Stupid Obstacles

I often say that your job is your
job description AND dealing with all the crap that gets in the way of getting your job description done.

Stupid obstacles often come in the form of people’s opinions, corporate policy, changes of direction, fire drills, conflicting goals, delayed decisions, unclear strategies, shall I go on?

It’s always important to remember that you can’t blame your failure on other people being stupid.

Six months or a year down the road, if the reason that you didn’t get something done is because someone else has or hasn’t done has something, you have lost.

The right language

Clearing an obstacle that is being put in place by another person or policy has everything to do with language.

And there are two language techniques I have found to be really useful to get things going your way again when you are confronted with difficult, rigid, indecisive, or stupid people.

1. What is the NAME of the Meeting the other person would WANT to attend?

For example, If your requests for a program change in other organization are going ignored, the name of the meeting YOU want to have with the manger is called something like,  “You are doing this wrong and I need you to change it, because it’s killing me”.

But would they really want to attend that meeting?

Change the name of the meeting to name their problem, not yours.

When you are trying to get someone to do something for you, you need to name the meeting something that is relevant and motivating to them.  “I want  to discuss how my team can solve your most critical competitive issue, with no increased cost on your part”.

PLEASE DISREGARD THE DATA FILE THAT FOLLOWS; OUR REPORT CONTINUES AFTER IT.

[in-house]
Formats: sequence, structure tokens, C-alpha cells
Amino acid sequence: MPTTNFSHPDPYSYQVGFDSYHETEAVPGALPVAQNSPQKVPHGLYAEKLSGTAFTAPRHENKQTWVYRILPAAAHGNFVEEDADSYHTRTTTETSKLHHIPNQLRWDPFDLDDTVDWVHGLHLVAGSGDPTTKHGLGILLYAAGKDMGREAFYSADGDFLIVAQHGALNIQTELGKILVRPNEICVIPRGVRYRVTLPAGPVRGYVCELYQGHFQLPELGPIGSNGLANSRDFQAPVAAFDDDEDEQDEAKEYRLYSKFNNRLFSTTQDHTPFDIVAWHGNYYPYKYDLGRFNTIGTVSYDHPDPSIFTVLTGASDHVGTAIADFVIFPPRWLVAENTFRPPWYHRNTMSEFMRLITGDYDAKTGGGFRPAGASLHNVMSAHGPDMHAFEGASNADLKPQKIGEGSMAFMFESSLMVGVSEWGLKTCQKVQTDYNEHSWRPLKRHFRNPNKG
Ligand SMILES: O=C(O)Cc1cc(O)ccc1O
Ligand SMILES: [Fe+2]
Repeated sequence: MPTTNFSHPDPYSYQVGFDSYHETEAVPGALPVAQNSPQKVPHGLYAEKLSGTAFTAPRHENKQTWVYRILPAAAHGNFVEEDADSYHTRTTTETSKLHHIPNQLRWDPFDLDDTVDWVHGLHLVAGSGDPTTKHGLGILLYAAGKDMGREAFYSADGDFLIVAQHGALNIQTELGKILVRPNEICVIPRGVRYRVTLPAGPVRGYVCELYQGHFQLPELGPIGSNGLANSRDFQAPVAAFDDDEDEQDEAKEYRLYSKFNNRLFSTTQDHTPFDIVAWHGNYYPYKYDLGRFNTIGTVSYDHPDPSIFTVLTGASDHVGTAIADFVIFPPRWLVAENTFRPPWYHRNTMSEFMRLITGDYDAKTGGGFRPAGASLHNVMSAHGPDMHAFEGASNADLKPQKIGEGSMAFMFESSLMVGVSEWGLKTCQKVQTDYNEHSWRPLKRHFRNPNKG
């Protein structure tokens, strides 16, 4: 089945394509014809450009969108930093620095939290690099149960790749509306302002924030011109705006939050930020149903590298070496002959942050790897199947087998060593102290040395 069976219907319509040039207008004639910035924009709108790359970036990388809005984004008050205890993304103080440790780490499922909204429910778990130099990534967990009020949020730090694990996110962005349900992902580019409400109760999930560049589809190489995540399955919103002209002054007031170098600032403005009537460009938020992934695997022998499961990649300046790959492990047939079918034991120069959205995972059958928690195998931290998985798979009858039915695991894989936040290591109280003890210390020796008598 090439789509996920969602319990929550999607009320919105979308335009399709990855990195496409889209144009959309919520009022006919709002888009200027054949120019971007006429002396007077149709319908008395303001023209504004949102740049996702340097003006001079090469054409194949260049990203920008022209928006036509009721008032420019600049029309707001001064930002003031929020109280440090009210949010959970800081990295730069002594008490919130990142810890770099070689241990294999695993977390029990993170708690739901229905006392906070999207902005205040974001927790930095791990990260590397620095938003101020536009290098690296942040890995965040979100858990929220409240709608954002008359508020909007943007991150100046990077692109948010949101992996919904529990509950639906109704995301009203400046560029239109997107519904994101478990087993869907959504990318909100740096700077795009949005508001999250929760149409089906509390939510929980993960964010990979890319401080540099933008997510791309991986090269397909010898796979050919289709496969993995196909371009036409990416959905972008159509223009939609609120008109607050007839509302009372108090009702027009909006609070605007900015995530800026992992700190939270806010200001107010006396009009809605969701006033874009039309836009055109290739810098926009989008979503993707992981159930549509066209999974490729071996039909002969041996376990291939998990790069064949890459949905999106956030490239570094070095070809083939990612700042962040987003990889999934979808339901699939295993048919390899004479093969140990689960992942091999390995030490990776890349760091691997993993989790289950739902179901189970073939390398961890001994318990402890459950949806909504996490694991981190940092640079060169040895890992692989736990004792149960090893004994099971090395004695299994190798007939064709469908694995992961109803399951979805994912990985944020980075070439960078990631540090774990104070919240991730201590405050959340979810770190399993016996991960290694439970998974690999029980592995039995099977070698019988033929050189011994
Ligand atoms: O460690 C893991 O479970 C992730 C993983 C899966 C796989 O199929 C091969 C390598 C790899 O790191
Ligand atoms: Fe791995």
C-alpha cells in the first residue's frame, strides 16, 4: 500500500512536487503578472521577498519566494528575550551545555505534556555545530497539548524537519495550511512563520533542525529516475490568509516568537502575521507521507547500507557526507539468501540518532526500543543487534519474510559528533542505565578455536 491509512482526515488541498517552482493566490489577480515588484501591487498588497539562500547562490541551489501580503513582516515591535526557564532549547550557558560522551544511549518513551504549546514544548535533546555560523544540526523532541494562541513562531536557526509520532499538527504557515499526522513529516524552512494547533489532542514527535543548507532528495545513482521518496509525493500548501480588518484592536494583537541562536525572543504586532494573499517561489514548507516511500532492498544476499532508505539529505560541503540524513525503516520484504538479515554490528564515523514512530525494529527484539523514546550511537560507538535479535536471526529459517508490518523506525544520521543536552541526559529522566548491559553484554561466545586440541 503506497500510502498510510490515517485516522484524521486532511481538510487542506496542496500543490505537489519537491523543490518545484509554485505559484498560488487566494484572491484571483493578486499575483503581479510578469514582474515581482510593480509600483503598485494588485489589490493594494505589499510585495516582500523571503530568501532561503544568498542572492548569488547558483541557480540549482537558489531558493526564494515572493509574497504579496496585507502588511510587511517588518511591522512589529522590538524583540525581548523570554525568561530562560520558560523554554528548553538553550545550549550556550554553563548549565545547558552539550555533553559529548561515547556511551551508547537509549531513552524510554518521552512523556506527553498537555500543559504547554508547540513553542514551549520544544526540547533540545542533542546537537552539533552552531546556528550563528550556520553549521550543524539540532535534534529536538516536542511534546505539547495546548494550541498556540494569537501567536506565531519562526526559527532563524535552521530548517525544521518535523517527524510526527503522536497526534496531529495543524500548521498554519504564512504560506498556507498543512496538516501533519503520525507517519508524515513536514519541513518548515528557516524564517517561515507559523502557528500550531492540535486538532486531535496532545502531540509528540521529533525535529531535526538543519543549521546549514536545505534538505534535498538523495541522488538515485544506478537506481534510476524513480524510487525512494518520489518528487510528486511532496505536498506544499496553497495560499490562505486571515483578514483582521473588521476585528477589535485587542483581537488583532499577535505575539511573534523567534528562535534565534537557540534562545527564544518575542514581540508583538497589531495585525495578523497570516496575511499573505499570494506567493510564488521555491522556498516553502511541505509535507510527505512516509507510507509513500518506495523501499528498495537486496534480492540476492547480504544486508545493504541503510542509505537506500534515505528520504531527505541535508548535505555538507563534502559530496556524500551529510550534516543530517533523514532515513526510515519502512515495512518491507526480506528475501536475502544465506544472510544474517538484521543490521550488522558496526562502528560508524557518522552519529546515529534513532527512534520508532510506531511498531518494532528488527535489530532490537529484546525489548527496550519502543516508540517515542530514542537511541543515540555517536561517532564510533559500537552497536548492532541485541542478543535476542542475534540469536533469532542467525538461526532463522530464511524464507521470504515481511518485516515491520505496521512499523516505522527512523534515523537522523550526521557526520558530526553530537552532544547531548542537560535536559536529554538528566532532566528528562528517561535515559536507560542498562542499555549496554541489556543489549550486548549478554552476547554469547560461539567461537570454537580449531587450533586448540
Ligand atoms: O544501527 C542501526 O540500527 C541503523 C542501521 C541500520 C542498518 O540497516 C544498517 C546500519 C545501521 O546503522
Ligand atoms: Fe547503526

Then when you have the meeting, make sure to stay relevant to them.  Describe your problem in the context and actual vocabulary of the business problems they are facing right now, and how the action you are requesting is directly beneficial to them.

If you don’t use the right language, you will not be relevant to them, and you will continue to go unheard, and un-helped.

2. “I’m hoping you can help me…”

The angrier and more frustrated you are, the more you are likely to start a conversation with something like, This is all messed up because [of something you, (or the people you represent are doing)]

Do you really expect their reaction to be helpful at this point?   Wow. thank you for telling me how stupid and wrong I am.  You are so smart, please tell me what do do next? I am at your service.

Even if it is all their fault, if you need to influence them to do something better or different, a far more useful approach is to open with, “I’m hoping you can help me”.

I use this not only colleagues, but with utility companies, hotels, and health insurance providers all the time.  It works like a charm.  I guess, because you are using some charm…

Engage people to WANT to help you

When someone says to me,  “I’m hoping you can help me…”, I always think, “hmmm… I wonder what this challenge might be?  Can I really help? I’m kind of hoping I can help …

This approach builds people up instead of cutting them down.  They have power to help if they choose to.  Giving this small bit of respect makes them want to help you.  People generally like to help.

If you don’t attack them first and tell them how wrong and incompetent they are,  you stand a far greater chance of getting what you need from them.

I know it is frustrating when the people you are dealing with are actually wrong and/or stupid, but if they are indeed creating an obstacle, it’s your job to clear the obstacle and get the job done, not to prove that you are right and demand their support.

You can find Patty at, follow her on twitter or Facebook, or read her books RISE and MOVE.

Does anybody really care?
Insights & Actions